Ten or fifteen years ago, when I sat around and thought about what I would do with my life, I never considered directing the technology policy program at Mercatus. It’s not exactly a career track you can get on — not like being a lawyer, a doctor, a professor.

One of the things I loved about Peter Thiel’s book Zero to One is that it is self-consciously anti-track. The book is a distillation of Thiel’s 2012 Stanford course on startups. In the preface, he writes,

“My primary goal in teaching the class was to help my students see beyond the tracks laid down by academic specialties to the broader future that is theirs to create.”

I think he is right. The modern economy provides unprecedented opportunity for people with talent and grit and passion to do unique and interesting things with their lives, not just follow an expected path.

This is great news if you are someone with talent and grit and passion. Average is Over. What you have is valuable. You can do amazing things. We want to work with you, invest in you—maybe even hire you—and unleash you upon the world.

The biggest problem we have is finding you.

There is no technology policy career track, nor would we want there to be one. Frankly, we don’t want someone who needs the comfort and safety of a future that someone else designed for him.

Unfortunately, this also means that there is no defined pool of talented, gritty libertarians who are passionate about technology for Mercatus or our tech policy allies to hire from.

So how are we supposed to find you? We need your help. You need to do two things.

First, get started now.

Just start doing technology policy.

Write about it every day. Say unexpected things; don’t just take a familiar side in a drawn-out debate. Do something new. What is going to be the big tech policy issue two years from now? Write about that. Let your passion show.

The tech policy world is small enough — and new ideas rare enough — that doing this will get you a following in our community.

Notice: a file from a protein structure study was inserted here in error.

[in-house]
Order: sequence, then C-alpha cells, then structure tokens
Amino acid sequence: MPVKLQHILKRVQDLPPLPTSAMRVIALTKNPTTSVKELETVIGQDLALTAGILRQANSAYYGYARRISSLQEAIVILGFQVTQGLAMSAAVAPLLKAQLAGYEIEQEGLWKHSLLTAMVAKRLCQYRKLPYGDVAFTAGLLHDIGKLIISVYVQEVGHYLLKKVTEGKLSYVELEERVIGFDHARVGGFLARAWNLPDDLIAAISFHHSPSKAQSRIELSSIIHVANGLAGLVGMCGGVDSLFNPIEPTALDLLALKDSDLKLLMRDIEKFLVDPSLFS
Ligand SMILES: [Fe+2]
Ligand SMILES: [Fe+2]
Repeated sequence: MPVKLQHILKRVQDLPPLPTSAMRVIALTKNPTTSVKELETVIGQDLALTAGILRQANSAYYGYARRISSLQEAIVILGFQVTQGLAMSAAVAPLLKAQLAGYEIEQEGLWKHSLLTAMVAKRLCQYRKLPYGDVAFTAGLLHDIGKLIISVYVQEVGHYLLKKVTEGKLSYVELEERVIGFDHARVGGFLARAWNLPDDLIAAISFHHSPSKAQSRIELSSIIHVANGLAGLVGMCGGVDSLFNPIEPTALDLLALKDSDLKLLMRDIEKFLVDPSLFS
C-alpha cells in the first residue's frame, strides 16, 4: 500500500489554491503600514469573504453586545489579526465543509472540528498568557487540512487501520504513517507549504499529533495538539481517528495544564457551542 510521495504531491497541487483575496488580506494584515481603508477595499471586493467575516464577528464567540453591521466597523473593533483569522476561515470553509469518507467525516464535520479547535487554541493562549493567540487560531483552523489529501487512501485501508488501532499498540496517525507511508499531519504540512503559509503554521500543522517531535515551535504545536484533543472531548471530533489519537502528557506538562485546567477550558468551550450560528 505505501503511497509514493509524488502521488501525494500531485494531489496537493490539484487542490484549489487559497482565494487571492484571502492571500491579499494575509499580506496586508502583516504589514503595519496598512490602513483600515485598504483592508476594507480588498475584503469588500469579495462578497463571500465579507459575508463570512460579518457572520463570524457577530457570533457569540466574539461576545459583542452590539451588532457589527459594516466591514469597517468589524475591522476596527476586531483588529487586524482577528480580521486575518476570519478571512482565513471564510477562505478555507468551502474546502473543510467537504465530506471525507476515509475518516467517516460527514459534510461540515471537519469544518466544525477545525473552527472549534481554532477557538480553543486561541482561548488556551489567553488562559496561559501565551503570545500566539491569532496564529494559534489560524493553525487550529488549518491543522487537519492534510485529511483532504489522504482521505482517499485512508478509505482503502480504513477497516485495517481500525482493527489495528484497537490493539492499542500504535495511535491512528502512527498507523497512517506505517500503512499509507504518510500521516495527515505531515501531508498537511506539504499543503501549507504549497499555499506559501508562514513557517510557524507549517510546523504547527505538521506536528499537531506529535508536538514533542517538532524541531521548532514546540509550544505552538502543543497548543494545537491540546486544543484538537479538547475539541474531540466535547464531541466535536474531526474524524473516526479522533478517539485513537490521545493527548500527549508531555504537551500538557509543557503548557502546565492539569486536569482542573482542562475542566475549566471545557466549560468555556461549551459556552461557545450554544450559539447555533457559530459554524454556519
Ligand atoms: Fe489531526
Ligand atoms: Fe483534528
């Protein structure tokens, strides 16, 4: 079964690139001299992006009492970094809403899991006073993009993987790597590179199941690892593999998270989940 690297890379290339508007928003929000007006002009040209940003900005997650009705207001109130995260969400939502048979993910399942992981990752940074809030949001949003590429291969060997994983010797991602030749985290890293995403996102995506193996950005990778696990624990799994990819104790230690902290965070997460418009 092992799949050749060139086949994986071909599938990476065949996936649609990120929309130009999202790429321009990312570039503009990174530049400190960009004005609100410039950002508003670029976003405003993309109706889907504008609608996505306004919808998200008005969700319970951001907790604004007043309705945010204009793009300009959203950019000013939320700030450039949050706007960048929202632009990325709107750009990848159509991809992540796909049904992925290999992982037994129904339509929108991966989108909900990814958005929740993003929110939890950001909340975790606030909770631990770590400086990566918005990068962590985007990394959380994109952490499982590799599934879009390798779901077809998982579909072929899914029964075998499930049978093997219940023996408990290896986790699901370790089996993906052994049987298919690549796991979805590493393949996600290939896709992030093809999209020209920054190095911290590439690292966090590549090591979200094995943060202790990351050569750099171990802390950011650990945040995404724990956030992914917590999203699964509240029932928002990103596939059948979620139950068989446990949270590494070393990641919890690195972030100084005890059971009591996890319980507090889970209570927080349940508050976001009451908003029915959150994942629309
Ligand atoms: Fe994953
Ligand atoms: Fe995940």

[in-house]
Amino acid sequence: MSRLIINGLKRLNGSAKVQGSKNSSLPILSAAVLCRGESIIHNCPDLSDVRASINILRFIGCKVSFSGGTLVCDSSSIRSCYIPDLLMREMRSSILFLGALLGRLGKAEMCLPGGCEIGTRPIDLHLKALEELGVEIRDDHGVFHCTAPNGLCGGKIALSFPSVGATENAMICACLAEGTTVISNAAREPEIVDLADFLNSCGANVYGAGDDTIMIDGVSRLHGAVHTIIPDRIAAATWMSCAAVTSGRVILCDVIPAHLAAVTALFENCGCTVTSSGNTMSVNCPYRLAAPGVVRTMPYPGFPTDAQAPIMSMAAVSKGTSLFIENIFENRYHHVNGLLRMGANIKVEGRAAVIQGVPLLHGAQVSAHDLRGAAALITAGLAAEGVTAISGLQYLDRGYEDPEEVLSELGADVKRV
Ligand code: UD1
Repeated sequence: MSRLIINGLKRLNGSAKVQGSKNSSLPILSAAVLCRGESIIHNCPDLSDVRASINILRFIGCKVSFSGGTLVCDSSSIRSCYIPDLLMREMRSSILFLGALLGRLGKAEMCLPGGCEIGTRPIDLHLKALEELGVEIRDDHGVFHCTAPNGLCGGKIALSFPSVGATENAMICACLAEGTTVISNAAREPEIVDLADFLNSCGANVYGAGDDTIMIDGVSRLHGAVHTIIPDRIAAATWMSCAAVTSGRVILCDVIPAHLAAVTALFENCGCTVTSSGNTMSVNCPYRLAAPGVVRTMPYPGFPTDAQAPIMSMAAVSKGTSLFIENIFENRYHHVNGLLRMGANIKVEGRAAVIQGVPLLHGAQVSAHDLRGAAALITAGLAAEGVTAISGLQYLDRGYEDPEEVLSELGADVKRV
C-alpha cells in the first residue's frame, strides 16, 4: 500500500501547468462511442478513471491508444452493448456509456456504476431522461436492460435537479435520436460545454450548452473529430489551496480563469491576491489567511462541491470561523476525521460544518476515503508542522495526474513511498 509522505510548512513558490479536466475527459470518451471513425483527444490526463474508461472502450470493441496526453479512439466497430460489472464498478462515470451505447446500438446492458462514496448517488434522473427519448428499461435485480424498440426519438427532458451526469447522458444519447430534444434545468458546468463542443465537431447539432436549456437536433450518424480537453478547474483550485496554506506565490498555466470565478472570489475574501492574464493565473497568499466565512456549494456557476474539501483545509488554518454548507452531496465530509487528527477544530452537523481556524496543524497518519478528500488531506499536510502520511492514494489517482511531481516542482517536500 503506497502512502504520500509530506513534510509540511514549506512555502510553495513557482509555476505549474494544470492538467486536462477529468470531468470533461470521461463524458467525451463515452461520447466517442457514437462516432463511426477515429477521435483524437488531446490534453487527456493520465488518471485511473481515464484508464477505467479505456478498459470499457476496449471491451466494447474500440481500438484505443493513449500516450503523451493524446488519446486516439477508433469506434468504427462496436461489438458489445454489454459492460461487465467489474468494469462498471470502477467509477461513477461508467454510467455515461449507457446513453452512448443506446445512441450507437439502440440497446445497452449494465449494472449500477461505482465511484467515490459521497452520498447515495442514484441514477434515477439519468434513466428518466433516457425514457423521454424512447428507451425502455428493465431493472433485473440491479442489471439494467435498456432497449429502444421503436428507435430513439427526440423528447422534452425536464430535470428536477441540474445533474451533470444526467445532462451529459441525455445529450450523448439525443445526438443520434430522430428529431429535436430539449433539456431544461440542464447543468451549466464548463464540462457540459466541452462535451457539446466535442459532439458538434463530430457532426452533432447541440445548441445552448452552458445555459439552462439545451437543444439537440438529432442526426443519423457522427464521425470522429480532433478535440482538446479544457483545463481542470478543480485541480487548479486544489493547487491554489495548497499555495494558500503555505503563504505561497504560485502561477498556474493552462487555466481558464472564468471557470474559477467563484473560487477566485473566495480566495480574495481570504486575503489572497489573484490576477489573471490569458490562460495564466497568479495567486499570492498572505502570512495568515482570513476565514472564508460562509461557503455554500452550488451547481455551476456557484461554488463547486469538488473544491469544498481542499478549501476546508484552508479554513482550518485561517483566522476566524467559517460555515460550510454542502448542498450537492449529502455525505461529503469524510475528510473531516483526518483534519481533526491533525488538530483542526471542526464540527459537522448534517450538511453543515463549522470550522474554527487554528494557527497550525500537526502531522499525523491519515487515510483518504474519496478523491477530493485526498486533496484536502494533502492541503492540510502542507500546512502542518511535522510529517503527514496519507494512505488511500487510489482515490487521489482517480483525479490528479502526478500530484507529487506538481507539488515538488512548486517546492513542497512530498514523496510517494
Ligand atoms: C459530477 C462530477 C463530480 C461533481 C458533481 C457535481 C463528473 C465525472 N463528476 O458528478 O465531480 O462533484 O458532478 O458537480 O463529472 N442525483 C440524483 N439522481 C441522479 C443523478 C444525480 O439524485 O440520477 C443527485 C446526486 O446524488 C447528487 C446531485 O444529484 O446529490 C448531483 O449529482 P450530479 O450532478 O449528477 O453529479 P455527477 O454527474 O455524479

It also sends a very strong signal come interview time. Anybody can say that they are talented, or gritty, or passionate. You’ll be able to show it.

I literally got hired because of a blog post. There were other helpful inputs, of course — credentials, references, some contract work that turned out well. But what initially got me on Mercatus’s radar screen was a single post.

Second, get in touch.

Everyone on the Mercatus tech policy team is highly Googleable (on Twitter, here’s me, Adam, Brent, and Andrea). We want to know who you are, what you are doing, and what your plans are.

There is almost no downside to this.

Best case scenario: we create a position for you. No one on our team was hired to fill a vacancy. Instead, we hire people because it’s too good of an opportunity for us to pass up.

Alternatively, maybe we’ll pay you to write a paper or a book.

If for some reason you’re not a great fit for Mercatus, we can connect you with allied groups in tech policy. My discussions with people running other tech policy programs confirms that finding talent is an ever-present problem for them, too.

And at a minimum, we’ll know who you are when we see your work online.

We are serious about winning the battle of ideas over technology, but we can’t do it alone. As technology policy eats the world, the opportunities in our field are going to grow. Let us know if you want to get in on this.


Eli Dourado is a research fellow at the Mercatus Center at George Mason University and director of its Technology Policy Program. Follow @elidourado on Twitter.

Further reading:

The Technology Liberation Front

The Future of Technology & Liberty

Thanks to Adam Thierer, Brent Skorup, and Andrea Castillo

Eli Dourado

Written by

Head of global policy and communications at Boom.

The Technology Liberation Front

The Future of Technology & Liberty

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